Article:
By Don Ames, Ames Capital Management and Sarasota Family Office Association

April is behind us and what an amazing month it was for the markets!! The spread of the deadly coronavirus hammered the markets in March. At its low on March 23, the S&P 500 fell over 35% from its record high in February while the Dow Jones Industrial Average fell over 38%. As of the close of trading on May 8, The NASDAQ is up 1.66% year to date, while the S&P 500 is down 9.32% and the Dow Jones Industrial Average is down 14.74%. Note that on May 12, Dexcom and Domino’s Pizza were added to the S&P 500 replacing Capri Holdings and Allergan.

Last Friday, the April Nonfarm Payroll Report was released and it was ugly. The unemployment rate soared to 14.7%. The Labor Department stated that the US lost 20.5 million jobs in April. By far, this is the largest and most rapid decline since the Labor Department began tracking these statistics in 1939.  Amazingly, the unemployment rate reached a record low of 3.5% in February. The US has entered a recession. It will likely remain so until progress has been made in the battle to end the coronavirus.

The coronavirus has hit the retail sector quite hard. Lord & Taylor will soon liquidate. J. Crew and Neiman Marcus filed for bankruptcy last week while J.C. Penney is expected to file soon. Earlier this year, Modell’s Sporting Goods and Papyrus filed for bankruptcy. Meanwhile retail giants such as Amazon, CVS, Walgreens, Walmart, Target, Home Depot and Lowe’s have seen strong sales growth even with the economy in a deep recession.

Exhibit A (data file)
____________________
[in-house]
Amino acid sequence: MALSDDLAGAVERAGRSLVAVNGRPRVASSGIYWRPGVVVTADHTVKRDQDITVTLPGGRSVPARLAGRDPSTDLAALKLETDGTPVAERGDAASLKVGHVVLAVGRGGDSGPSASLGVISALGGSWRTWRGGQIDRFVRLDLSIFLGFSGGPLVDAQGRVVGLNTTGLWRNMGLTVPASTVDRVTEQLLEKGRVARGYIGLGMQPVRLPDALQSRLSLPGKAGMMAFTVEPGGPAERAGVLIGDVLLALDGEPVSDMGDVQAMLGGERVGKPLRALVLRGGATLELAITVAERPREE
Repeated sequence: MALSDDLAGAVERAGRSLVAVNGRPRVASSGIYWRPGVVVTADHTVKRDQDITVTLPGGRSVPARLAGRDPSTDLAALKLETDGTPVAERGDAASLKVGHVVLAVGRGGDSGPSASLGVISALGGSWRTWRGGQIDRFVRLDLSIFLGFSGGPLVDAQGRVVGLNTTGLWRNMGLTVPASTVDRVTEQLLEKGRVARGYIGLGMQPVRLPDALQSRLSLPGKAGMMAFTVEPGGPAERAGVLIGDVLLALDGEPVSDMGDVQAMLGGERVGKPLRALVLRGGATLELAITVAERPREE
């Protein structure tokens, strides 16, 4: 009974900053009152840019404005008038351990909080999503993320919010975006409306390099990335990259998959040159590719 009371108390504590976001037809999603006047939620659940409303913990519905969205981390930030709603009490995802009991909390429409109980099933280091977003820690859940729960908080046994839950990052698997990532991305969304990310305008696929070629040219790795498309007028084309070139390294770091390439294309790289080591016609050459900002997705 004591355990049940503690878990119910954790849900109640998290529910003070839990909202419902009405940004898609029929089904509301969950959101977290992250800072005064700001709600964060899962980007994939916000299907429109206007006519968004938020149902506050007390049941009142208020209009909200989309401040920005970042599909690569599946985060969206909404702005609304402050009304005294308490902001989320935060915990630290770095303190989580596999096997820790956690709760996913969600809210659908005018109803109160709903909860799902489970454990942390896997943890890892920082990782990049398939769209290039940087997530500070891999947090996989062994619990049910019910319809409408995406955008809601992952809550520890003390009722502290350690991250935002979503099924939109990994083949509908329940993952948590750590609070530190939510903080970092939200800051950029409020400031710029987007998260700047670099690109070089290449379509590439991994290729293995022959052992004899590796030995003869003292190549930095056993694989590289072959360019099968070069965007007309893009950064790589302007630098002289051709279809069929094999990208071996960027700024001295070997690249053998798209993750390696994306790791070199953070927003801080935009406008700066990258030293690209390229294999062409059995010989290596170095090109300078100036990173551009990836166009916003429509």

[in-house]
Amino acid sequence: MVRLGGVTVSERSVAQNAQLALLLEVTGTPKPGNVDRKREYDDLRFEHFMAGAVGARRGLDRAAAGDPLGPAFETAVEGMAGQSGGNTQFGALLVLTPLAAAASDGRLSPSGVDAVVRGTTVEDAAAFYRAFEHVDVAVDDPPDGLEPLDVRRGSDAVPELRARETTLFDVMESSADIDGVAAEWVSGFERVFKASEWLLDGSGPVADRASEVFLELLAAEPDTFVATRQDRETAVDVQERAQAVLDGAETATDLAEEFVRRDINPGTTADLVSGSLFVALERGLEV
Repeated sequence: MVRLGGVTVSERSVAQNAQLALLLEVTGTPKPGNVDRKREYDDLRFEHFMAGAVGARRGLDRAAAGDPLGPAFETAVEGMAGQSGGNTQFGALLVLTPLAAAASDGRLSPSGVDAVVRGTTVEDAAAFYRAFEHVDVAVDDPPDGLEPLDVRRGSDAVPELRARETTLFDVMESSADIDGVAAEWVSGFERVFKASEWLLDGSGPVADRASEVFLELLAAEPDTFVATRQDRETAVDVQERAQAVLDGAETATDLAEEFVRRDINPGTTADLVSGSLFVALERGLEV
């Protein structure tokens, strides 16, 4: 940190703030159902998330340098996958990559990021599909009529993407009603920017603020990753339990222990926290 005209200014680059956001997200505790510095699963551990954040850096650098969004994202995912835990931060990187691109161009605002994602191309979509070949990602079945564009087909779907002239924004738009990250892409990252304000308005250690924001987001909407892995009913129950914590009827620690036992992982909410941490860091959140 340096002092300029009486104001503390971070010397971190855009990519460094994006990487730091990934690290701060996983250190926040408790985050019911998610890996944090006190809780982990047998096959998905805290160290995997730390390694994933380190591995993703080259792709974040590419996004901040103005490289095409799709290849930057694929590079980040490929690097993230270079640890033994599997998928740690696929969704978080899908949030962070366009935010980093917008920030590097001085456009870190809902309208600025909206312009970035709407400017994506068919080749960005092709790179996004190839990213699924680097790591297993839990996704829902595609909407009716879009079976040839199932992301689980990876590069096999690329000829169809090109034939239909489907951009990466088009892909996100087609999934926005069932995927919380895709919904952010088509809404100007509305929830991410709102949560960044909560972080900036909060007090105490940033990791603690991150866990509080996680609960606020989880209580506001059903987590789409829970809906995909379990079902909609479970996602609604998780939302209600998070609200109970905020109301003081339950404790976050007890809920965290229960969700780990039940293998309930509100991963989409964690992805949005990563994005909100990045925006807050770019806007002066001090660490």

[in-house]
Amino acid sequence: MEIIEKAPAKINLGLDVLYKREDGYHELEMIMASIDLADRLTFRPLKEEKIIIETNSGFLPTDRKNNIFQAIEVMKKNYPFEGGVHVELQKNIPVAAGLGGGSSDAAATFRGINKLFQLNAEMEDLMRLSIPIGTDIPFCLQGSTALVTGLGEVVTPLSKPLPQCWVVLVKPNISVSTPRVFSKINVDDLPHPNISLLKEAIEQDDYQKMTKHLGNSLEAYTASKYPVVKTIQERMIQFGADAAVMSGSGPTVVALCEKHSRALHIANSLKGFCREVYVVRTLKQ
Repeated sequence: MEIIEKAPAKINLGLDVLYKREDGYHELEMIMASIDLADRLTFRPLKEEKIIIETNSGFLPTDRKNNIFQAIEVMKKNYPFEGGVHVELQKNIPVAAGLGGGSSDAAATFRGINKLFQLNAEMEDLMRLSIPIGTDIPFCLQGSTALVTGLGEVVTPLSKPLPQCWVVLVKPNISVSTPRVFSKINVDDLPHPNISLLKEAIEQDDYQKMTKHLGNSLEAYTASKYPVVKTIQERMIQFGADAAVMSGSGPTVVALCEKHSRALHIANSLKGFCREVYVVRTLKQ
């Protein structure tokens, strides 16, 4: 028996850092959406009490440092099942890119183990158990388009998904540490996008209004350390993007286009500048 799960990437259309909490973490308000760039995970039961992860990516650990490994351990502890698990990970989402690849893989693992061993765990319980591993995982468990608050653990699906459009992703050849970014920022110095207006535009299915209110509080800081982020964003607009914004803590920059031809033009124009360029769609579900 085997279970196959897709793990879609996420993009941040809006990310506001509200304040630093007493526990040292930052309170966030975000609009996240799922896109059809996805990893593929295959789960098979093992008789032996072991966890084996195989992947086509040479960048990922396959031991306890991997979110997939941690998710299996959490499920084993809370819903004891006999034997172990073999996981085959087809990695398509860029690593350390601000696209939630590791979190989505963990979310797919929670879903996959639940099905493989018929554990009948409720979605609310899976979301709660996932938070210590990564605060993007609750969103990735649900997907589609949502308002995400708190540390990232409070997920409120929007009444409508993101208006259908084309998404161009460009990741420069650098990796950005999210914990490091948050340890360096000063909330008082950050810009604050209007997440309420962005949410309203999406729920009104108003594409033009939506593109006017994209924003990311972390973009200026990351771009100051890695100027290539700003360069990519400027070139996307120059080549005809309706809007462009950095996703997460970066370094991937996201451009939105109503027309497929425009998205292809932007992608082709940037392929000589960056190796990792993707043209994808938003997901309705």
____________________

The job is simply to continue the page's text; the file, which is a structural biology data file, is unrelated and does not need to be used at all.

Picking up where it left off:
Congress, President Trump and the Federal Reserve have moved aggressively to keep the economy open. The Fed cut rates to zero at an emergency meeting in March and made clear at its meeting in late April that its quantitative easing program will continue at maximum strength in its quest to revive the US economy, the largest in the world. The Fed’s next scheduled meeting is to take place June 9-10.

The oil market has rallied strongly on hopes the US, Saudi Arabia and Russia will succeed in cutting production. The details are continuing to be negotiated but Brent crude moved back above $30/barrel at the close of trading on May 8. Meanwhile WTI crude rallied into the end of last week closing at just under $25/barrel. As a result of the coronavirus, demand for oil and gas plunged. As states in various parts of the US began going back to business, demand for gasoline has risen quickly. The energy industry employs an enormous number of people around the world so it is in our interest to see the industry recover.